As the Biden administration seeks to launch a series of radical environmental proposals promising a government-subsidized new green future, it is important to remember: we’ve heard this song before.
Judicial Watch filed a Freedom of Information Act (FOIA) against the Office of Management and Budget and the U.S. Department of Energy seeking records of communications between Ron Klain, President Biden’s chief of staff, and bankrupt solar panel manufacturer Solyndra. Solyndra was one of the most prominent failures in the Obama-Biden administration’s attempt to force expensive alternative energy onto American consumers.
Solyndra was founded in 2005, manufacturing rooftop solar panels chiefly for commercial applications. Through political contacts it became the centerpiece of Obama administration efforts to prove that affordable solar power was the wave of the future, and could create good paying jobs. In 2009, then-Energy Secretary Steve Chu arranged for $535 million in Federal loan guarantees for the company, at favorable terms of around one percent interest. A later review by the Government Accountability Office found the Department of Energy announced Solyndra’s loan approval “prior to completion of external reviews required under procedures,” but no matter. The ends justified the means.
Solyndra promised that it would create 3,000 construction jobs and 1,000 permanent manufacturing positions. At a September 2009 kick-off event for the construction of the Fremont production plant, then-Vice President Biden, appearing via remote hookup, assured the public that “these are jobs that won’t be exported.”
But financial realities overtook political rhetoric. In 2010 the company tried to springboard from Obama’s largesse into a lucrative initial public stock offering (IPO), but despite the loans and the hype, the numbers simply weren’t there. In the first three quarters of 2009, the company only grossed $59 million against outlays of $108 million. An independent audit by the firm Price Waterhouse Cooper assessed that Solyndra “has suffered recurring losses from operations, negative cash flows since inception and has a net stockholders’ deficit that, among other factors, raise substantial doubt about its ability to continue as a going concern.” The investment community cooled to the IPO and it was withdrawn. And despite Biden’s claim, after the failed IPO attempt Solyndra exported half its manufacturing to China.
President Obama made a high-profile visit to Solyndra in May 2010, announcing that it was “leading the way to a brighter and more prosperous future.” But even presidential intervention was not enough to change the realities of the marketplace, and Solyndra later laid off its 1,100 workers and filed for bankruptcy.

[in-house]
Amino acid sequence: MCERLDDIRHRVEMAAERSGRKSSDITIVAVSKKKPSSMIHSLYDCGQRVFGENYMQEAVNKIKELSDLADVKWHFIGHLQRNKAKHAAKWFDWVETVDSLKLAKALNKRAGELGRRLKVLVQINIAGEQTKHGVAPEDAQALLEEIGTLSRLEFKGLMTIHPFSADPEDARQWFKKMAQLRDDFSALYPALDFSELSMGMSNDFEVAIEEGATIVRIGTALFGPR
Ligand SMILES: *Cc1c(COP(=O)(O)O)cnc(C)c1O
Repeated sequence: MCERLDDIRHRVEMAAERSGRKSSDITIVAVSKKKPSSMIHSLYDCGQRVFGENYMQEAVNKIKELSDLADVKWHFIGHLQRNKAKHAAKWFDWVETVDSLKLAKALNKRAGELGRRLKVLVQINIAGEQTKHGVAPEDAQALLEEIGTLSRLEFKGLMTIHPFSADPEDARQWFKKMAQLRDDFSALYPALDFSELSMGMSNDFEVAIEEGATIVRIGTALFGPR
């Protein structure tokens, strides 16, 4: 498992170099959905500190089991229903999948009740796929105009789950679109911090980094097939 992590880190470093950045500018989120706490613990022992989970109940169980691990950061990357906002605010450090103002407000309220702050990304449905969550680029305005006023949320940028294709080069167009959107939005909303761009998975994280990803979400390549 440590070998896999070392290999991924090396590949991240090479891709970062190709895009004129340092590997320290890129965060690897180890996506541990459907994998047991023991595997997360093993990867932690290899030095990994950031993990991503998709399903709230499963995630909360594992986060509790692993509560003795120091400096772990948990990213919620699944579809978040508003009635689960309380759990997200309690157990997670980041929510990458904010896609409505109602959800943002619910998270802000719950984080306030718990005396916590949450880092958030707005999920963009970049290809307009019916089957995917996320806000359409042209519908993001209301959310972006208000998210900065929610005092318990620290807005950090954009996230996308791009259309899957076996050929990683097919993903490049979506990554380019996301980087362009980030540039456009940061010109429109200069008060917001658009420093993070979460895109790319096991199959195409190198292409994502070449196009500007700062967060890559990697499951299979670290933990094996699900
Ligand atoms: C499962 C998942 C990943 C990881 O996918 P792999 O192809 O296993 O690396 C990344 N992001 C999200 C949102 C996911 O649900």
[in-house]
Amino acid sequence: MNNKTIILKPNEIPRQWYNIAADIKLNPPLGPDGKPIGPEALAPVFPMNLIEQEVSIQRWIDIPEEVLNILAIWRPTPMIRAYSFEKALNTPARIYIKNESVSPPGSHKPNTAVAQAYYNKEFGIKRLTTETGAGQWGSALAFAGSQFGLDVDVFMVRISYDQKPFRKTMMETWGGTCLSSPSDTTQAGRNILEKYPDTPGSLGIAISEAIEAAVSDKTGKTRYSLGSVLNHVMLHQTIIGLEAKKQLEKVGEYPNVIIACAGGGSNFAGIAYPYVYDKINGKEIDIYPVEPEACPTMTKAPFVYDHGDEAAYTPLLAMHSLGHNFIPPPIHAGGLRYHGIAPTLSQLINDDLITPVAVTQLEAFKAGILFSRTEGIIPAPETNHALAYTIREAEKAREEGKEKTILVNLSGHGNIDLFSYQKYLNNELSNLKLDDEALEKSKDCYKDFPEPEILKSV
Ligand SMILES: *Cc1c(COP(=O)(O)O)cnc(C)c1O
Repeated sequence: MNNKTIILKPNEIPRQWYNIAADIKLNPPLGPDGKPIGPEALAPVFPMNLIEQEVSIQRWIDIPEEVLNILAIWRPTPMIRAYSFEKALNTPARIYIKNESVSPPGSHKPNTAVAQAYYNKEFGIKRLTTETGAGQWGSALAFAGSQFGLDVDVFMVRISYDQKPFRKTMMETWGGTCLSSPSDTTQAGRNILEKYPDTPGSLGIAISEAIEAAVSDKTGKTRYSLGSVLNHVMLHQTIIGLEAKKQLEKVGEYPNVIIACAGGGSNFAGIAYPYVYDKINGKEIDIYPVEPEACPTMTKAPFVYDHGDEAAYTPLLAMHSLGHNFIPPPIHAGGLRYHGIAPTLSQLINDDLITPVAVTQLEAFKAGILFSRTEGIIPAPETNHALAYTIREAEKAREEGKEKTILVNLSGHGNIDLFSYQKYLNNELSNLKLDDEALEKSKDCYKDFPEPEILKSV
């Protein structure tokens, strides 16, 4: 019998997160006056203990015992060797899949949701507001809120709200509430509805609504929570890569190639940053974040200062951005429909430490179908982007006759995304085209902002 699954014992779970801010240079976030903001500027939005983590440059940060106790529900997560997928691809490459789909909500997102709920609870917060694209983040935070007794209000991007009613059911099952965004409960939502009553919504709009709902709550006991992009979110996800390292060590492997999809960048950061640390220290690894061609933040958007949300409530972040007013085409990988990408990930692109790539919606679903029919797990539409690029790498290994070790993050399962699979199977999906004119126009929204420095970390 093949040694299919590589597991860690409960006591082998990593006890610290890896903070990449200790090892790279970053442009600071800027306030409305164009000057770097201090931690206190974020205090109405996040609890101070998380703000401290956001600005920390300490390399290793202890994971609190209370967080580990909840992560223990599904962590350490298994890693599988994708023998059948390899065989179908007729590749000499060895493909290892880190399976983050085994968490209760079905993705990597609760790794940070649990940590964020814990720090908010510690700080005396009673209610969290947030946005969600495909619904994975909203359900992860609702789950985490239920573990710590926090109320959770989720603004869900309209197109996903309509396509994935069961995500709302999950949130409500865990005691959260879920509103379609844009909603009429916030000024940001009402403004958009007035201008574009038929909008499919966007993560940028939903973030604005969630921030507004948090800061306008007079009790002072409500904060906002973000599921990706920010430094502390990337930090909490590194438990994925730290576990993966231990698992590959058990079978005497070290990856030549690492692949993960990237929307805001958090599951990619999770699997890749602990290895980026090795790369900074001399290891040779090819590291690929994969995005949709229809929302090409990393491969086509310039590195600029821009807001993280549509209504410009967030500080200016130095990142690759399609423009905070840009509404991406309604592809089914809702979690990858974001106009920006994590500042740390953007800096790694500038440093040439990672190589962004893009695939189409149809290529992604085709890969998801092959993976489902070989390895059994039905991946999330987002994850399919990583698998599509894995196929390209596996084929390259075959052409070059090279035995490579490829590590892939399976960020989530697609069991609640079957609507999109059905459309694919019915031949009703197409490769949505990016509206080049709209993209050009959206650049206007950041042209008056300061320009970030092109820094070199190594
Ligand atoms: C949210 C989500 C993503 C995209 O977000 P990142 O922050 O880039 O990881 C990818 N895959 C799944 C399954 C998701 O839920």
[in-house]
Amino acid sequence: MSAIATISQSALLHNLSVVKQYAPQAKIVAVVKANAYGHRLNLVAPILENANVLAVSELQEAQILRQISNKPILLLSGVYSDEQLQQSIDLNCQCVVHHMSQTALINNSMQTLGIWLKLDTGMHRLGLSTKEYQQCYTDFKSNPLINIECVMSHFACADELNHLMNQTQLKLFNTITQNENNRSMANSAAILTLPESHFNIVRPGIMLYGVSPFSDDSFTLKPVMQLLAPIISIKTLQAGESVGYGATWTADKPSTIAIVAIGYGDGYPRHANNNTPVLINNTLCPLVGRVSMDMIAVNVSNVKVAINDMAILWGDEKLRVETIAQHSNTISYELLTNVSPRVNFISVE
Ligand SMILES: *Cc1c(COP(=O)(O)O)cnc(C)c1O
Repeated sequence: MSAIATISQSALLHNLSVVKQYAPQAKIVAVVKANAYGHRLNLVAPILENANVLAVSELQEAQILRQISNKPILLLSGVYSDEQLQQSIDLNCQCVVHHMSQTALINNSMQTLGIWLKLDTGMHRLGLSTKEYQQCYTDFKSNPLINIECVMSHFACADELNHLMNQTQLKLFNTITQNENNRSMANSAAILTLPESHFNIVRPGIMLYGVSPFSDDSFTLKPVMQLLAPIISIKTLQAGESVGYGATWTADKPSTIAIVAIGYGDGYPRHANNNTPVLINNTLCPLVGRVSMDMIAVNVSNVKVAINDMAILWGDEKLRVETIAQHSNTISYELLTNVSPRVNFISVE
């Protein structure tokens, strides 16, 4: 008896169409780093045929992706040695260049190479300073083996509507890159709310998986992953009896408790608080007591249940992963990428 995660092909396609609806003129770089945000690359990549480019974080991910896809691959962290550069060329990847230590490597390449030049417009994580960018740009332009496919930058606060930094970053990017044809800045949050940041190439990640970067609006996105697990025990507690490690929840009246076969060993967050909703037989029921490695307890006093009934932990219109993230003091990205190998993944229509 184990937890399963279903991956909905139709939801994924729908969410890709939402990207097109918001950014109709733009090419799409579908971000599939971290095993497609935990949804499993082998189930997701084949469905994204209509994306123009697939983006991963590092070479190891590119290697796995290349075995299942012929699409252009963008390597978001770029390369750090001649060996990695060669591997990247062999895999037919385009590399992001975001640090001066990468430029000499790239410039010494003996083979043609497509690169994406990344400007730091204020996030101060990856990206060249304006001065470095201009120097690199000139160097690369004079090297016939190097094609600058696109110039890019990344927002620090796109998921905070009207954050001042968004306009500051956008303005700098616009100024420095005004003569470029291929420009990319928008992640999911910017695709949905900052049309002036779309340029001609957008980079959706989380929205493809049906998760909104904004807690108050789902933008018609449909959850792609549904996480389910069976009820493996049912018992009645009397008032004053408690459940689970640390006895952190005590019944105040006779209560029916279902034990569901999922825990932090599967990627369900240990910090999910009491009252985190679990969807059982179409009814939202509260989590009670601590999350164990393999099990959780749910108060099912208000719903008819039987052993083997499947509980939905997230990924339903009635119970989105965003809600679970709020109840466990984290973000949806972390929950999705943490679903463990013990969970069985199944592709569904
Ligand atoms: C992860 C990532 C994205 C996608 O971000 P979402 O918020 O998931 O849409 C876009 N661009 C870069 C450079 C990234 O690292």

Judicial Watch is seeking to uncover the full back story to the Solyndra debacle and expose what role Biden and his staff played in it, as well as who profited from White House political connections, and how. Internal emails discovered by investigators for the House Energy and Commerce Committee in 2011 show that the Obama-Biden administration was closely following the Solyndra case, “even as analysts were voicing serious concerns about the risk involved.”
Ron Klain was in the mix from the beginning. When doubts about the planned sweetheart loan were raised, Klain cautioned in a March 7, 2009, email, “If you guys think this is a bad idea, I need to unwind the W[est] W[ing] QUICKLY.” A White House budget analyst reiterated on March 10 that “this deal is NOT ready for prime time.” But nine days later it went forward.
Klain was instrumental in getting President Obama to visit Solyndra, and when concerns arose about the optics should the company fail, Klain wrote to Obama aide Valerie Jarrett, “Sounds like there are some risk factors here, but that’s true of any innovative company POTUS would visit. It looks OK to me. … The reality is that if POTUS visited 10 such places over the next 10 months, probably a few will be belly-up by election day 2012—but that to me is the reality of saying we want to help promote cutting-edge, new-economy industries.”
It soon became clear this was a losing gamble. In late October 2010, shortly before the midterm Congressional elections, Solyndra CEO Brian Harris notified the Department of Energy that the company would be shutting down its new factory and laying off workers. White House energy adviser Heather Zichal e-mailed Klain, “Here’s the deal: Solyndra is going to announce they are laying off 200 of their 1,200 workers. No es bueno.” The White House then pressured Solyndra to delay announcing the closure to November 3, the day after the election, to avoid the political fallout. It hardly mattered, since on Election Day Republicans saw the largest electoral gains in decades.
Chief of Staff Klain’s name seems to pop up wherever you look in the troubling Solyndra story. And it is important to get the truth out as the White House plans to fund more such boondoggles with sweetheart loans and other such deals in its headlong attempt to show that the government is somehow smarter than the marketplace when it comes to affordable energy. So remember this when John Kerry tells energy workers whose lives are being turned upside down by reckless Biden edicts to make “better choices” and “go to work to make the solar panels.” We have been down this road before. It failed, and it will again.
Chris Farrell is director of investigations and research for Judicial Watch, a nonprofit government watchdog. He is a former military intelligence officer.